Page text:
Genomic analyses of human adenoviruses unravel novel recombinant genotypes associated with severe infections in pediatric patients.

Akello, Joyce Odeke; Kamgang, Richard; Barbani, Maria Teresa; Suter-Riniker, Franziska; Aebi, Christoph; Beuret, Christian; Paris, Daniel H.; Leib, Stephen L.; Ramette, Alban (2021). Genomic analyses of human adenoviruses unravel novel recombinant genotypes associated with severe infections in pediatric patients. Scientific reports, 11(1), p. 24038. Springer Nature 10.1038/s41598-021-03445-y

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Human adenoviruses (HAdVs) are highly contagious pathogens of clinical importance, especially among the pediatric population. Studies on comparative viral genomic analysis of cases associated with severe and mild infections due to HAdV are limited. Using whole-genome sequencing (WGS), we investigated whether there were any differences between circulating HAdV strains associated with severe infections (meningitis, sepsis, convulsion, sudden infant death syndrome, death, and hospitalization) and mild clinical presentations in pediatric patients hospitalized between the years 1998 and 2017 in a tertiary care hospital group in Bern, Switzerland covering a population base of approx. 2 million inhabitants. The HAdV species implicated in causing severe infections in this study included HAdV species C genotypes (HAdV1, HAdV2, and HAdV5). Clustering of the HAdV whole-genome sequences of the severe and mild cases did not show any differences except for one sample (isolated from a patient presenting with sepsis, meningitis, and hospitalization) that formed its own cluster with HAdV species C genotypes. This isolate showed intertypic recombination events involving four genotypes, had the highest homology to HAdV89 at complete genome level, but possessed the fiber gene of HAdV1, thereby representing a novel genotype of HAdV species C. The incidence of potential recombination events was higher in severe cases than in mild cases. Our findings confirm that recombination among HAdVs is important for molecular evolution and emergence of new strains. Therefore, further research on HAdVs, particularly among susceptible groups, is needed and continuous surveillance is required for public health preparedness including outbreak investigations.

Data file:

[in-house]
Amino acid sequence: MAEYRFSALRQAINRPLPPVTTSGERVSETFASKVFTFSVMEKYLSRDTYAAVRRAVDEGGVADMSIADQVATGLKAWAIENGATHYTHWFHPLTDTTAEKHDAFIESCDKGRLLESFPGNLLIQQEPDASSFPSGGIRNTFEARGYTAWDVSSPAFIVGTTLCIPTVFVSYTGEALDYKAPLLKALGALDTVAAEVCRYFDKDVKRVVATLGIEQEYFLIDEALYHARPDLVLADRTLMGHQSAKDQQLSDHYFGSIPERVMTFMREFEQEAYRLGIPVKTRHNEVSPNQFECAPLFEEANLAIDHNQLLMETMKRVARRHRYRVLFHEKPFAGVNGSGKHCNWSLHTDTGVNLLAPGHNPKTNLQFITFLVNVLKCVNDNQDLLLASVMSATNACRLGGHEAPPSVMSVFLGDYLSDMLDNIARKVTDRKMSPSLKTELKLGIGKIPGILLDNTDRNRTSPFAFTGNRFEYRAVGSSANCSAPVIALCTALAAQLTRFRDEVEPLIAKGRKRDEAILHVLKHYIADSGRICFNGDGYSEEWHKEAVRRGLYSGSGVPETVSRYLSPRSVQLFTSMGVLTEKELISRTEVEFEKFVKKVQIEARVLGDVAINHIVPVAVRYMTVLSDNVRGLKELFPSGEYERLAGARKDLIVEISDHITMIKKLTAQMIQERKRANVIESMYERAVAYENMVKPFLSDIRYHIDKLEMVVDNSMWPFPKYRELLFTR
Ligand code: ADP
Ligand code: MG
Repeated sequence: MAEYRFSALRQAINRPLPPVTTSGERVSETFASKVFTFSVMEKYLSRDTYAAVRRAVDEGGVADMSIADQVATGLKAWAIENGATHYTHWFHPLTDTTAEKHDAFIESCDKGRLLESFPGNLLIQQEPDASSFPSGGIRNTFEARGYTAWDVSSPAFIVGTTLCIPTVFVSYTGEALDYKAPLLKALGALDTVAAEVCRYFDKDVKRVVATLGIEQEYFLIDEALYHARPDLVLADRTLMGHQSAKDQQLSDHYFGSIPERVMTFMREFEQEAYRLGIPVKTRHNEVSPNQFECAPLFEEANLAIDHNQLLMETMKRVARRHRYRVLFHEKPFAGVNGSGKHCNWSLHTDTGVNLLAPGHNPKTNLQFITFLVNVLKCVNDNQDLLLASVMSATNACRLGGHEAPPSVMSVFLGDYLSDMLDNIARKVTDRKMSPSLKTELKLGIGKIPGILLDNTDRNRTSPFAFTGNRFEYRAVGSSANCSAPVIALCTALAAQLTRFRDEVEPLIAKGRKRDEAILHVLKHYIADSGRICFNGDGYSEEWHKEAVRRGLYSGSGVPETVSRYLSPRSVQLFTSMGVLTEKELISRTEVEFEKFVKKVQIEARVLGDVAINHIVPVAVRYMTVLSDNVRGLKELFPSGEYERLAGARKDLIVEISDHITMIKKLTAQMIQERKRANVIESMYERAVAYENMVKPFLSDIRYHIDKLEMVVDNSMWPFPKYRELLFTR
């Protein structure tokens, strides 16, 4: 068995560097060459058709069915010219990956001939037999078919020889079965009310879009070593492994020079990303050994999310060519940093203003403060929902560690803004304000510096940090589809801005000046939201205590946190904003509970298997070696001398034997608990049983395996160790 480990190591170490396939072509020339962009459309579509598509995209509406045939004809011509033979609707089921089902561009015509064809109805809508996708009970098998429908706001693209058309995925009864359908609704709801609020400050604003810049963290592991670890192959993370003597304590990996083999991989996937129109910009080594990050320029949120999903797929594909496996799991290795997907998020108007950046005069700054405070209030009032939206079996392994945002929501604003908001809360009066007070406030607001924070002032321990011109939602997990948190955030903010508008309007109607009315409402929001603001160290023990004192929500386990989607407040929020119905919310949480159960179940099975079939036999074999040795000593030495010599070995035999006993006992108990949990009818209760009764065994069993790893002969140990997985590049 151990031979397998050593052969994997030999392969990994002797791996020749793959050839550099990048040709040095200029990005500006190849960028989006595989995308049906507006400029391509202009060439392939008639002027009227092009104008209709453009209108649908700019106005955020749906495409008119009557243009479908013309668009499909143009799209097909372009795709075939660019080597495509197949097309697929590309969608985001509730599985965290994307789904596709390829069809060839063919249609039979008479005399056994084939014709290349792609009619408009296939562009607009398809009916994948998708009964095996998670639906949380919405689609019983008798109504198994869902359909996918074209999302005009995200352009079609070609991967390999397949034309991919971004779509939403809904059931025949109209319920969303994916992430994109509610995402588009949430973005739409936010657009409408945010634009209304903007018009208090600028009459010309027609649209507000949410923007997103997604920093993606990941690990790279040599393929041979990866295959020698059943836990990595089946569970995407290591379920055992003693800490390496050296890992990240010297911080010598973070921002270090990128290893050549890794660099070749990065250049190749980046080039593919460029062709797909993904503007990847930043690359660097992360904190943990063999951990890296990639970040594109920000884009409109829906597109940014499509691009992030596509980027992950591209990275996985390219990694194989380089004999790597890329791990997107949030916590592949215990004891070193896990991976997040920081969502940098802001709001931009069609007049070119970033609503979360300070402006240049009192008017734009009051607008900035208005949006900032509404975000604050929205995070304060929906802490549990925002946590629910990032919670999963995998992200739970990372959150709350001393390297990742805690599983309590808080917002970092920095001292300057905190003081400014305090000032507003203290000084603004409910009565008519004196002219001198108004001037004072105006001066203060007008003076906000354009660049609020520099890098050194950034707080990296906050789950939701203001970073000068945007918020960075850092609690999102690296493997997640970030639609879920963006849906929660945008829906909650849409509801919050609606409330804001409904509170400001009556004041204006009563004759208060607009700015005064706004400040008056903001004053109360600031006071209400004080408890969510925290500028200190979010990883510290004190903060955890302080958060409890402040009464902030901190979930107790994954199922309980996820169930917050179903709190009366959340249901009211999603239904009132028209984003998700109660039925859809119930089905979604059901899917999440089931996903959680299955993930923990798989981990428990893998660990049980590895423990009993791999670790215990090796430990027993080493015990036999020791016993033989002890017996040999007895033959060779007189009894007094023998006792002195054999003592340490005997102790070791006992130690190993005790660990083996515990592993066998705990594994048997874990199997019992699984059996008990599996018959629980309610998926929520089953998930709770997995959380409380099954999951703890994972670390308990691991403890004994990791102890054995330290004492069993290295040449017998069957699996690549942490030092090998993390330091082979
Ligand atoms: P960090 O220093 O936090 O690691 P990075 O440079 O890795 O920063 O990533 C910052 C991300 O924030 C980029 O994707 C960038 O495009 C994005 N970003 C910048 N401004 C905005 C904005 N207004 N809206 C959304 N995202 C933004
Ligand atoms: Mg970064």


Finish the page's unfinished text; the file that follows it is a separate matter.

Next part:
Item Type:

Journal Article (Original Article)

Division/Institute:

04 Faculty of Medicine > Service Sector > Institute for Infectious Diseases
04 Faculty of Medicine > Service Sector > Institute for Infectious Diseases > Clinical Microbiology
04 Faculty of Medicine > Department of Gynaecology, Paediatrics and Endocrinology (DFKE) > Clinic of Paediatric Medicine
04 Faculty of Medicine > Service Sector > Institute for Infectious Diseases > Infection Serology
04 Faculty of Medicine > Service Sector > Institute for Infectious Diseases > Virology

Graduate School:

Graduate School for Cellular and Biomedical Sciences (GCB)

UniBE Contributor:

Akello, Joyce Odeke; Kamgang, Richard; Barbani, Maria Teresa; Suter, Franziska Marta; Aebi, Christoph; Leib, Stephen and Ramette, Alban Nicolas

Subjects:

500 Science > 570 Life sciences; biology
600 Technology > 610 Medicine & health

ISSN:

2045-2322

Publisher:

Springer Nature

Funders:

[164] Marie Skłodowska-Curie Actions (European Commission)

Language:

English

Submitter:

Stephen Leib

Date Deposited:

27 Dec 2021 07:41

Last Modified:

02 Jan 2022 01:53

Publisher DOI:

10.1038/s41598-021-03445-y

PubMed ID:

34912023

BORIS DOI:

10.48350/162594

URI:

https://boris.unibe.ch/id/eprint/162594

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